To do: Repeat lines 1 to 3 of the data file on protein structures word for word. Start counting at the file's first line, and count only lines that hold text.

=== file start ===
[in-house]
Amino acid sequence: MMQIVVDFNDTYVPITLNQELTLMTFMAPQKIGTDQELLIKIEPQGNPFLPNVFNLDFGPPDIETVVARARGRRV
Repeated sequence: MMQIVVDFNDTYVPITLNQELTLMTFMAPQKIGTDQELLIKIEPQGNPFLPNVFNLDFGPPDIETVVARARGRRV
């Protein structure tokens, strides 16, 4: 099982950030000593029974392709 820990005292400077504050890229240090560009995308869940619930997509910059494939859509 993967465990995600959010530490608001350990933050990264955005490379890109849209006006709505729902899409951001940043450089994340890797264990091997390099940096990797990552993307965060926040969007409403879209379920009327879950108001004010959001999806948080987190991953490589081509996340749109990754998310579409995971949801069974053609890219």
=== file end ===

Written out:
[in-house]
Amino acid sequence: MMQIVVDFNDTYVPITLNQELTLMTFMAPQKIGTDQELLIKIEPQGNPFLPNVFNLDFGPPDIETVVARARGRRV
Repeated sequence: MMQIVVDFNDTYVPITLNQELTLMTFMAPQKIGTDQELLIKIEPQGNPFLPNVFNLDFGPPDIETVVARARGRRV